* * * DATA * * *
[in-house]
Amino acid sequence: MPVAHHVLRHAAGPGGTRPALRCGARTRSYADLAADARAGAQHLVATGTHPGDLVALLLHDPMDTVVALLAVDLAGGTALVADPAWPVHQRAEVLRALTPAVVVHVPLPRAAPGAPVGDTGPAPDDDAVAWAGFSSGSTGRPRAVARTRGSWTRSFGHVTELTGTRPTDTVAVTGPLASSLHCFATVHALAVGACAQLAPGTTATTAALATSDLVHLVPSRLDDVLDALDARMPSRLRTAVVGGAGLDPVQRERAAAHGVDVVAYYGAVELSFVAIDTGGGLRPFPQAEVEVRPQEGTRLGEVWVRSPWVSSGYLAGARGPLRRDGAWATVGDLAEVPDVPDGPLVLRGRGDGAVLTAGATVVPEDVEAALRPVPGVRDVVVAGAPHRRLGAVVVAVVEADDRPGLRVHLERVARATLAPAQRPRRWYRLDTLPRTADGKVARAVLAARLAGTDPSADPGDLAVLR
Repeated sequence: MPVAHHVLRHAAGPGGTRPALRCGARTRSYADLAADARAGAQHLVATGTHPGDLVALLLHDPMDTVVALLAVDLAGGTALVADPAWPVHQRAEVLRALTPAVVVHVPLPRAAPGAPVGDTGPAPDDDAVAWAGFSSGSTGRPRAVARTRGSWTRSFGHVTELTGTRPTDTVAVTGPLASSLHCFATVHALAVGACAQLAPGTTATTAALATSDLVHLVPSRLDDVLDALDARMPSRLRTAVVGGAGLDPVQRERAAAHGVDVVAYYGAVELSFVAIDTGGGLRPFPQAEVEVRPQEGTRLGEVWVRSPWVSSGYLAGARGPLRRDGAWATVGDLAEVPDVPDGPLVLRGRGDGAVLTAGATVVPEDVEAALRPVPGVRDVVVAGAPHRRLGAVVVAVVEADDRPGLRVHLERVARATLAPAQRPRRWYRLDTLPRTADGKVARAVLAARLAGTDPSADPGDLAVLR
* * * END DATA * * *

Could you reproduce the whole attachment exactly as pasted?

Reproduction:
[in-house]
Amino acid sequence: MPVAHHVLRHAAGPGGTRPALRCGARTRSYADLAADARAGAQHLVATGTHPGDLVALLLHDPMDTVVALLAVDLAGGTALVADPAWPVHQRAEVLRALTPAVVVHVPLPRAAPGAPVGDTGPAPDDDAVAWAGFSSGSTGRPRAVARTRGSWTRSFGHVTELTGTRPTDTVAVTGPLASSLHCFATVHALAVGACAQLAPGTTATTAALATSDLVHLVPSRLDDVLDALDARMPSRLRTAVVGGAGLDPVQRERAAAHGVDVVAYYGAVELSFVAIDTGGGLRPFPQAEVEVRPQEGTRLGEVWVRSPWVSSGYLAGARGPLRRDGAWATVGDLAEVPDVPDGPLVLRGRGDGAVLTAGATVVPEDVEAALRPVPGVRDVVVAGAPHRRLGAVVVAVVEADDRPGLRVHLERVARATLAPAQRPRRWYRLDTLPRTADGKVARAVLAARLAGTDPSADPGDLAVLR
Repeated sequence: MPVAHHVLRHAAGPGGTRPALRCGARTRSYADLAADARAGAQHLVATGTHPGDLVALLLHDPMDTVVALLAVDLAGGTALVADPAWPVHQRAEVLRALTPAVVVHVPLPRAAPGAPVGDTGPAPDDDAVAWAGFSSGSTGRPRAVARTRGSWTRSFGHVTELTGTRPTDTVAVTGPLASSLHCFATVHALAVGACAQLAPGTTATTAALATSDLVHLVPSRLDDVLDALDARMPSRLRTAVVGGAGLDPVQRERAAAHGVDVVAYYGAVELSFVAIDTGGGLRPFPQAEVEVRPQEGTRLGEVWVRSPWVSSGYLAGARGPLRRDGAWATVGDLAEVPDVPDGPLVLRGRGDGAVLTAGATVVPEDVEAALRPVPGVRDVVVAGAPHRRLGAVVVAVVEADDRPGLRVHLERVARATLAPAQRPRRWYRLDTLPRTADGKVARAVLAARLAGTDPSADPGDLAVLR